In the last of our Mental Health Monday series – and in honour of Internet Day – Dr Elizabeth Legg, a psychiatrist in private practice, shares her go-to online resources for those who need some guidance but aren't able to visit a healthcare professional in person.
This free mood tracker app is specifically for people with symptoms related to bipolar mood disorder, depression, PTSD, anxiety and other mood disorders. It allows you to monitor your highs and lows, anxiety levels, sleep and more, so you can learn to understand your own rhythms and know when you need additional support. You can also export and share your data directly with your healthcare professional.
Another free mood tracker, Daylio also acts as an online journal. You can decide how detailed to make it by adding notes, or you can keep it simple by just selecting your mood and the activities you did on the day. Through this, you can also identify potential bad habits and make healthier choices.
Dr Legg finds Insight Timer useful for people suffering from anxiety or depression. The free app boasts that it's the 'largest free library of guided meditations on Earth' – and more than 28,000 meditations is pretty impressive. There are guided meditations on topics ranging from stress management to boosting your self-esteem, or you can set a timer. If you struggle to sleep, there are also stories to help you relax when it's time for bed.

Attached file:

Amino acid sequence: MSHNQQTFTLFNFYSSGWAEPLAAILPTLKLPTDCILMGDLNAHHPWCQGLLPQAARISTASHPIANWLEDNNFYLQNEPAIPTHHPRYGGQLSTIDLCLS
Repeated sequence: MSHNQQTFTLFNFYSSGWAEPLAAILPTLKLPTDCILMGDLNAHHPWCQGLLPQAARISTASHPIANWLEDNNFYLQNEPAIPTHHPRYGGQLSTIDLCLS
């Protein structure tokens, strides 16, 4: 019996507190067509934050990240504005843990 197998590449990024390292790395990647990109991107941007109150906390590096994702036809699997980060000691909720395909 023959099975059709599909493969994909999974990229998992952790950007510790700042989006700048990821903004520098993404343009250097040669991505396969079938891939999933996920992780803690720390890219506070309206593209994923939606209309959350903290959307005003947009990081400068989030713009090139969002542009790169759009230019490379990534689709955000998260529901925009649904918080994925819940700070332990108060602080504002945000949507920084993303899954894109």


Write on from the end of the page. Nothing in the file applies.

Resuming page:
This popular app offers bite-sized guided meditations that you can fit in at any time. They offer some meditations for free, including 10 introductory sessions from the 'Basics' pack, but you'll need to subscribe to access the full Headspace Library, which costs around R60 a month.
This free app comes from the US Department of Veterans Affairs (VA) and, as the name says, is for those suffering from post-traumatic stress disorder (PTSD). But Dr Legg says the cognitive behaviour therapy (CBT) skills it teaches can be applied to other panic and anxiety disorders too. PTSD Coach is packed with useful information as well as practical tools to help you develop relaxation skills, manage anger and more.
Dr Legg says Woebot is useful for young adults who are 'struggling but are not severely depressed'. Woebot also uses CBT methods and mood tracking. It checks in with you every day and offers insight and suggestions based on what you share with it. You can 'talk' to Woebot as often as you like – for free.
The South African Depression and Anxiety Group (SADAG) has a very useful website that provides information on various issues. You can also find a support group or contact a counsellor online. In addition, keep an eye on SADAG's Facebook page, where they host regular 'Facebook Friday' chats about specific subjects.